len is int, not an unsigned int. rt?

and as u said it is compiler dependent, then how could u sure the answer?
Sretha because in c if we are having unsigned int operands first by typecasting other operands are also promoted to unsigned int and hence -2 will no longer be -2. It will be a positive number only.
ok means len here promoted to unsigned int.
The Answer is 3 but I found somewhat a different explanation.
Even if 'unsigned int c' is not given, ((strlen (s) - strlen (t)) > c) would return true(and print 3 as output) since strlen() function always returns unsigned value. So, strlen(s) - strlen(t) will yield unsigned-unsigned= unsigned value which, upon being compared with c( even if it is signed), would return TRUE( and print 3 ) since c will be converted to unsigned.

So, having unsigned/siged int c doesn't make much of a dfference.
You are correct.

the definition of strlen function is given in string.h header file and the output of the strlen function retrun a value of type size_t form and size_t is a unsigned integer . so in each case  ((strlen(s) - strlen(t)) > c) return a unsigned value, it is not matter that whether c is given unsigned or not.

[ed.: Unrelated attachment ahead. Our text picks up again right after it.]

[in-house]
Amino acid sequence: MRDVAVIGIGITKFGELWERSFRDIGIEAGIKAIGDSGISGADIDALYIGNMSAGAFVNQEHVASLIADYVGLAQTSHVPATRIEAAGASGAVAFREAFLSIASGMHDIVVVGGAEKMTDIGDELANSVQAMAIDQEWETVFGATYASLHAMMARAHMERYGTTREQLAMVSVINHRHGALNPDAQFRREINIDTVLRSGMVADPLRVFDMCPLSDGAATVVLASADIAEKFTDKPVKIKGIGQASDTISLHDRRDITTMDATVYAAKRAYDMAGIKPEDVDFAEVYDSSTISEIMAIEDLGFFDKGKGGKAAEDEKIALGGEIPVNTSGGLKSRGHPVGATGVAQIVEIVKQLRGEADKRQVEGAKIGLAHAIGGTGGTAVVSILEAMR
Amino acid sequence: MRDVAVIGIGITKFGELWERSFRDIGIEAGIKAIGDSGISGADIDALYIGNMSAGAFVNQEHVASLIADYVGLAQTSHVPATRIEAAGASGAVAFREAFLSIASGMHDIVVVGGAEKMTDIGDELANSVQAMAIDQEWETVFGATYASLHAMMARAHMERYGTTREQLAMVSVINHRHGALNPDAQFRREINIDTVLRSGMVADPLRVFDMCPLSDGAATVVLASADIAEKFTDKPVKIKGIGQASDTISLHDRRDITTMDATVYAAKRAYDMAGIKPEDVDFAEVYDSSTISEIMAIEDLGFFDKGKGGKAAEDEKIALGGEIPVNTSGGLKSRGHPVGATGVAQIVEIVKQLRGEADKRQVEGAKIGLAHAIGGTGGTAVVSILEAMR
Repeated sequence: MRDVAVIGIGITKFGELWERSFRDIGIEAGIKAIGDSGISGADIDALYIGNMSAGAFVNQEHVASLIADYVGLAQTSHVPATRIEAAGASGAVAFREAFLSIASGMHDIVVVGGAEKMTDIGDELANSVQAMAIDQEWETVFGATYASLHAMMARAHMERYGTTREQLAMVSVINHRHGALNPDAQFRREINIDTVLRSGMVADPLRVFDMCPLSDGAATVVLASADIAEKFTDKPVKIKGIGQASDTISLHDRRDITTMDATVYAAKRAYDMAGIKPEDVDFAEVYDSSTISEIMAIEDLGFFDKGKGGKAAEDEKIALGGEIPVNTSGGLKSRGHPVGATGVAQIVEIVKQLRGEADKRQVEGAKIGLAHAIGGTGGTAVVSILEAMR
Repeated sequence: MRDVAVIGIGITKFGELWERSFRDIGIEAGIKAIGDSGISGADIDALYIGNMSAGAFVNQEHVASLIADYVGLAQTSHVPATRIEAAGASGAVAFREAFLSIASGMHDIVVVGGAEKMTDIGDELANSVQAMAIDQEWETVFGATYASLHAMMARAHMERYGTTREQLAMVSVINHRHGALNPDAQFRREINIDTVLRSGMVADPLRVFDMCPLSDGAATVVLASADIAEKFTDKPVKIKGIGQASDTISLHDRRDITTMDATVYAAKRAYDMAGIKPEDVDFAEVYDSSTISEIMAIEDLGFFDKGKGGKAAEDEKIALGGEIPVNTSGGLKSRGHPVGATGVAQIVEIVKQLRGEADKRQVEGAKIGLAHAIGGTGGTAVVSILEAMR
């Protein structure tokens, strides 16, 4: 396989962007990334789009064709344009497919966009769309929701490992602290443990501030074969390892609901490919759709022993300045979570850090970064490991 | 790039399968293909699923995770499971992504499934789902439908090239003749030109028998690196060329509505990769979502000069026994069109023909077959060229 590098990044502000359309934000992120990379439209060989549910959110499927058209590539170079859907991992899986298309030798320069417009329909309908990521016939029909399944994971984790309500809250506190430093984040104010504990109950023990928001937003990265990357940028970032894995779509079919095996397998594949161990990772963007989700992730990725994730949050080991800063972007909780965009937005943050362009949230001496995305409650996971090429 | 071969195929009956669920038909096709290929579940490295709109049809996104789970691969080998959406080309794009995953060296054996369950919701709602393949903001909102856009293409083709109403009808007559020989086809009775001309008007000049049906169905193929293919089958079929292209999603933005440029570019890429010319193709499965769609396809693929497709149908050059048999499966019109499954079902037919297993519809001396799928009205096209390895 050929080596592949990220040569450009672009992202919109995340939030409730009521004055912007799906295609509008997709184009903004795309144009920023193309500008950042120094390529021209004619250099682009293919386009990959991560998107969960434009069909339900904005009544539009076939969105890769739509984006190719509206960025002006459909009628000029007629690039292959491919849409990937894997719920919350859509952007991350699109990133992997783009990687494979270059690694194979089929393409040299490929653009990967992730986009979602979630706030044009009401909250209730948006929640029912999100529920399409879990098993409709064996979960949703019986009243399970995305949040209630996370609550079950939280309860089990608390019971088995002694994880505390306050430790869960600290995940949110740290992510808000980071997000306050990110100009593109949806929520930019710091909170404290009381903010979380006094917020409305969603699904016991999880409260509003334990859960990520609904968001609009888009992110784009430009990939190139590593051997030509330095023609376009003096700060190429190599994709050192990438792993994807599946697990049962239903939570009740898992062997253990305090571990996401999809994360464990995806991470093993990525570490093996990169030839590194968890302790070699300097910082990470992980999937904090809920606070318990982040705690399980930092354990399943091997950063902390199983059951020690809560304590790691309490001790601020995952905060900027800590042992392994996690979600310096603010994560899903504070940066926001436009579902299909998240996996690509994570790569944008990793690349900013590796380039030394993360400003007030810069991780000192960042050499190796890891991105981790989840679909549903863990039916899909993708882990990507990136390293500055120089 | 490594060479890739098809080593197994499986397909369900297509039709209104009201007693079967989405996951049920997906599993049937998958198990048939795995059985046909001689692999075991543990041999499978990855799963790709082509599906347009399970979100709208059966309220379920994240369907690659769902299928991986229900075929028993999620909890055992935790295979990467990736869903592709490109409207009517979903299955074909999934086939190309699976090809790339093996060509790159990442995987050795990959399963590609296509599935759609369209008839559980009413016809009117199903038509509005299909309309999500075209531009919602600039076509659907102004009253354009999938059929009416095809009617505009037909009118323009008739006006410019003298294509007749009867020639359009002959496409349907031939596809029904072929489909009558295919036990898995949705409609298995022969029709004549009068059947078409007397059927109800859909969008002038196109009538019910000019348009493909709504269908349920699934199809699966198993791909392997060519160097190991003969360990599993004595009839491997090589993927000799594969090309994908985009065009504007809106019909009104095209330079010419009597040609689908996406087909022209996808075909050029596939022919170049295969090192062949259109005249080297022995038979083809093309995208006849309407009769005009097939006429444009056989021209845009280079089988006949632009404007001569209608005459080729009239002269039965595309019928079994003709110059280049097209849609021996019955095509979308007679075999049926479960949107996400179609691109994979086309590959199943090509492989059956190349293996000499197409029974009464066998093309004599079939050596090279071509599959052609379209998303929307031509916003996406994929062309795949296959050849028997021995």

if c is not given unsgined then answer also will be same .

Binary operations between different integral types are performed within a "common" type defined by so called usual arithmetic conversions (see the language specification,

Reference :

C Language Specification URL :

So here (strlen(s)-strlen(t)) which is coming as -2 is converted to first unsigned int (which evaluates to INT_MAX-2) and then it is compared with c(c being unsigned int) which is 0.

The result of the boolean expression in program goes true and strlen(s) is selected for output which prints output as 3.


IIn above case it returns -2 .I think it should return 2 .Do not understand why this is happening .We discussed that arithmetic calcuation between unsigned is always positive.

+3 votes

Suppose  numbes are represented in 2's complement.

Then ,(strlen(s)- strlen(t)) gives -2.

Because it is unsigned ,its binary format will be in 2's complement 

+2n-1-2 on n bit machine.

Just care here about that it will be positive and  condition become true,and length of first string gets printed which is 3.

answered by Loyal (2.9k points)
0 votes
5 is the answer because ((3-5)>0 ) return 0 so len=strlen(t).


int main(){
return 0;

[email protected]:~/socket_programming$ gcc compare.c
[email protected]:~/socket_programming$ ./a.out
answered by (269 points)
Good, but what you just answered showed a different thing - integer constants by default is signed in C.
0 votes


answer is 3

answered by (71 points)

This is because of the unsigned int property which causes negative values to overflow into a large positive number
see this code snippet for better understanding


void printlength(char *s, char *t) {
    unsigned int c = 0;
    int len = ((strlen(s) - strlen(t)) > c )? strlen(s) : strlen(t);
    printf("using standard int = %d\n", (strlen(s) - strlen(t)));
    printf("using unsigned int = %u\n", (strlen(s) - strlen(t)));
    printf("%d\n", len);

void main() {
    char *x = "abc";
    char *y = "defgh";